Today, I asked the Festive Foodies to join me in an event for Bastille Day. Bastille Day is celebrated on July 14th each year and, in France, is simply called La Fête Nationale, literally “the national celebration” or “the national party.” It might also be referred to as Le quatorze juillet, meaning ‘the fourteenth of July.”
Bastille Day commemorates the storming of the Bastille and, in a very abridged and simplified explanation, the beginning of the revolution that brought the end to French feudalism. When the kids were smaller, I explained that it was sort of like Independence Day in France. I know that’s not completely accurate, but they understood it. “Do they have fireworks, too?” one of the boys asked. Yes!
So, as most of our country is celebrating Independence Day with a bevy of American foods such as hot dogs, hamburgers, potato salad, and coleslaw, we usually head on a virtual trip, via tabletop, to France to honor their Bastille Day.
The Bastille Day Line-Up
- Camilla, Culinary Adventures with Camilla: Tarte Flambée
- Jolene, Jolene's Recipe Journal: Caramelized Baked Custards
- Karen, Karen's Kitchen Stories: Black Olive Fougasse
- Coleen, The Redhead Baker: Mini Butter Croissants
- Caroline, Caroline's Cooking: Lemon Madeleines
- Amy, Amy's Cooking Adventures: Ratatouille Bake
As part of my Alsace wine pairing dinner, I decided to serve my version of a Tarte Flambée with Pfister Gewurztraminer Tradition 2013. The Gewurztraminer was a little bit on the sweet side by itself, but with this dish, it was perfect! A note: I've heard people describe this as a pizza; mine is more of a pie crust. You can see I served this with escargot, another French dish!
Ingredients makes 1 large (9" x 13") tarte
- 2 C flour
- 3/4 C butter, very-cold, cut into 1/2 inch cubes
- 2 T ice water
- 2 T gin (typically I use vodka in a crust, but I didn't have any)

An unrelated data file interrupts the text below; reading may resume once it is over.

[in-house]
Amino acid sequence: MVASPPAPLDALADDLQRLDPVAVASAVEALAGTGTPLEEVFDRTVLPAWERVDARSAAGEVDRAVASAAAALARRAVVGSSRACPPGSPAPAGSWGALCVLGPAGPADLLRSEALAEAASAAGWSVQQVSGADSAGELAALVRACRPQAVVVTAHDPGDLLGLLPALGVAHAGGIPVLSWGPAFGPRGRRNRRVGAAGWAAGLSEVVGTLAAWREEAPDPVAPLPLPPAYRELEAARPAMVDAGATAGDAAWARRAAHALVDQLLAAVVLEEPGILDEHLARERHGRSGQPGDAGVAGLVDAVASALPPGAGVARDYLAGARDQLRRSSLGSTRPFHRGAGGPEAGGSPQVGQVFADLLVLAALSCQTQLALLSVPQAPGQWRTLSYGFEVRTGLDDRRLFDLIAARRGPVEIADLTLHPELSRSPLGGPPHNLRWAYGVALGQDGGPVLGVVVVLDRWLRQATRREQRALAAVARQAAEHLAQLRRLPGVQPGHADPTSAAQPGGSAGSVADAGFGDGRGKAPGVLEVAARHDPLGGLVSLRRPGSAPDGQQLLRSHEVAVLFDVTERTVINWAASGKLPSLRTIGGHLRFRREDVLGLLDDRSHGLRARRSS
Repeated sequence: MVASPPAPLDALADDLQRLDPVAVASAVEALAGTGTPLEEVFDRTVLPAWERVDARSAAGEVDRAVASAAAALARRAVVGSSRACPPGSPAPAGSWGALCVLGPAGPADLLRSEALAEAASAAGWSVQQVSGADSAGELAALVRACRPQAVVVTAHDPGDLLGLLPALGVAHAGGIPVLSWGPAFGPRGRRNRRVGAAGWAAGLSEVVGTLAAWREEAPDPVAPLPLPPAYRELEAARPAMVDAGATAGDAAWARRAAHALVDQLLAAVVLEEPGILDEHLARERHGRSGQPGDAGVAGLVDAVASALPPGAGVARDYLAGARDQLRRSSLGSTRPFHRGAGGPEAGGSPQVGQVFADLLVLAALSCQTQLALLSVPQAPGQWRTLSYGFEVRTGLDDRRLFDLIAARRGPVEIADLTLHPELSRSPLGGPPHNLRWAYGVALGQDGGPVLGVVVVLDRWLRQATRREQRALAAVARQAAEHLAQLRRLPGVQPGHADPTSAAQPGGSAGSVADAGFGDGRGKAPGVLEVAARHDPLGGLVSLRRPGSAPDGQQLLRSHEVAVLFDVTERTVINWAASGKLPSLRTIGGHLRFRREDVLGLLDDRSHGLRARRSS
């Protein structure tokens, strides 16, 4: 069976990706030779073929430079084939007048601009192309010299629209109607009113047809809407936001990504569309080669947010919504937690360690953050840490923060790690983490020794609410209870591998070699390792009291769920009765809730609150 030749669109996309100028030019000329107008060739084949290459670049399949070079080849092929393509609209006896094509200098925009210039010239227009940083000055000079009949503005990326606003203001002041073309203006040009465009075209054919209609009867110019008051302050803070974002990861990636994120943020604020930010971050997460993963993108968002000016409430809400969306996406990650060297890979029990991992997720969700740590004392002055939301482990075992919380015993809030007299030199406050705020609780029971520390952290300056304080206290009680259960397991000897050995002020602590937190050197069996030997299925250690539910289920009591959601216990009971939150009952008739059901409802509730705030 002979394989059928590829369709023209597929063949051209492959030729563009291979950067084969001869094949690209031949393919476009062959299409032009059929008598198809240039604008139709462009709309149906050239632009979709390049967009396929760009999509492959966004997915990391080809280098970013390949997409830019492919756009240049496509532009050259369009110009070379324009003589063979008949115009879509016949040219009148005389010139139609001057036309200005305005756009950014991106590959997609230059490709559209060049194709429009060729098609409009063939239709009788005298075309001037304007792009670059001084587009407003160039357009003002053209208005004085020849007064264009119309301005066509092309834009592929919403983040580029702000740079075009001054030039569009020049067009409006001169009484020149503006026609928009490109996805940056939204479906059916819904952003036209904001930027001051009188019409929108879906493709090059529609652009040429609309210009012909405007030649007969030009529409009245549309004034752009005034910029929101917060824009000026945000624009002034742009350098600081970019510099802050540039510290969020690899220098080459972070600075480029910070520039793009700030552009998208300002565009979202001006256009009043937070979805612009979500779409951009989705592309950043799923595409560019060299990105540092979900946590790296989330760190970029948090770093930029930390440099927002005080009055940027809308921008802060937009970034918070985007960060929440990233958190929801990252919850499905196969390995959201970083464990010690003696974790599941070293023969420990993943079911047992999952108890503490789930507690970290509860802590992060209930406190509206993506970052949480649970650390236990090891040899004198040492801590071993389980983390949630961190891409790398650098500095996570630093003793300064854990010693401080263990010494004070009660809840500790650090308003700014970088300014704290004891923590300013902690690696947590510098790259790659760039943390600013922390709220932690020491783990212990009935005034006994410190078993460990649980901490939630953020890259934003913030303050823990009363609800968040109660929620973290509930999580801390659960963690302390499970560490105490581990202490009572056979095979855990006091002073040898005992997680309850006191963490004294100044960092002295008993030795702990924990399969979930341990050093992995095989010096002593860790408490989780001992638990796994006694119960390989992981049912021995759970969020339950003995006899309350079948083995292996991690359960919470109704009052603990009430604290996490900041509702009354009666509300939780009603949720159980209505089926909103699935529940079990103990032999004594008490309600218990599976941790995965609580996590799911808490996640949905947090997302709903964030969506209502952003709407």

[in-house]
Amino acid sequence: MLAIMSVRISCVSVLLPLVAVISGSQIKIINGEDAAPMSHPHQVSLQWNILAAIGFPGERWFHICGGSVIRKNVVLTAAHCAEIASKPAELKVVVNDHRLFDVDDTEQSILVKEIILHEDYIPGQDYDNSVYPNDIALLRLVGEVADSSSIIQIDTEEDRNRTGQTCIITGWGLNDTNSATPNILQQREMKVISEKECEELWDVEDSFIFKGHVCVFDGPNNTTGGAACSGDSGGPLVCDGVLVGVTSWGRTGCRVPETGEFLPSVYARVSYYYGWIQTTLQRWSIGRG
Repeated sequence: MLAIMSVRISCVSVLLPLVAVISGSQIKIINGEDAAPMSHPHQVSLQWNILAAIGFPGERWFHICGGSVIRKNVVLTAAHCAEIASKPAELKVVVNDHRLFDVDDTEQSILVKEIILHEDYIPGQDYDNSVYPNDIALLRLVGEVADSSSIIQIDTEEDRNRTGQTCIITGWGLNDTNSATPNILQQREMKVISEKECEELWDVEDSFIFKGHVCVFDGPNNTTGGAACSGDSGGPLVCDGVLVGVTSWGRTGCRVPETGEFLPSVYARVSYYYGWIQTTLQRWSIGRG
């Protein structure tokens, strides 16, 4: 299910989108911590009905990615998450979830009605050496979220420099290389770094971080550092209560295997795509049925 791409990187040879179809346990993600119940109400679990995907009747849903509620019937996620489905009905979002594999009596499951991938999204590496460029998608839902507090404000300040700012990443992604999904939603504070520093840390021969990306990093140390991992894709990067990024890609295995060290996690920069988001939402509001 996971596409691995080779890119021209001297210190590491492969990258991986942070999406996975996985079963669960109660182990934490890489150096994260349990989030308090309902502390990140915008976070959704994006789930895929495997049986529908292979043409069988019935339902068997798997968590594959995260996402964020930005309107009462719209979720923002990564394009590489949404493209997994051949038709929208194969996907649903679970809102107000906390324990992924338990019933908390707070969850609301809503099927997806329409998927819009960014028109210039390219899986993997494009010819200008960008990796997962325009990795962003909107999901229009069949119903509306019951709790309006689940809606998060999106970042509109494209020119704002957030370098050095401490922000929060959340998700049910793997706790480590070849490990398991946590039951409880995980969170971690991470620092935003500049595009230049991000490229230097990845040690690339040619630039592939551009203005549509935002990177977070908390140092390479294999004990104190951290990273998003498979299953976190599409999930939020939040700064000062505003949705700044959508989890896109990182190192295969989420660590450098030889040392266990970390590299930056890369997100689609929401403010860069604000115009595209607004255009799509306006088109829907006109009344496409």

- 2 T crème fraîche
- 2 T ricotta
- crème fraîche
- 8 strips smoked bacon, finely chopped
- 1 medium white onion, thinly sliced (I use a mandolin slicer)
Place the butter cubes and flour in the bowl of a food processor. Pulse briefly, then add in the water and gin. Pulse until it begins to come together. Add in the crème fraîche and ricotta. Pulse just a few times and turn the dough out onto a piece of parchment paper. Knead just until it comes together into a ball.
Wrap the dough in plastic and refrigerate for at least 30 minutes. During the last 15 minutes of the dough chilling, preheat oven to 500° F with the racks in the center position.
Roll the dough out between 2 pieces of parchment paper. Place the dough and parchment on a baking sheet or stone. Parbake for 5 minutes.
Spread crème fraîche over the parcooked dough, leaving a 1⁄2" border around edge. Layer the top with thinly sliced onions and chopped bacon. Place in the oven and bake until crispy, approximately another 9–11 minutes.
Once cool enough to slice, cut into squares.
Gin in the pie crust! Love it. And that bacon..... Everything sounds delicious.ReplyDelete
This looks absolutely amazing! I'm hoping to master pie crust in 2018.ReplyDelete
Oh my goodness - this sounds heavenly!ReplyDelete
Sounds great, and so intrigued to try gin in the crust!ReplyDelete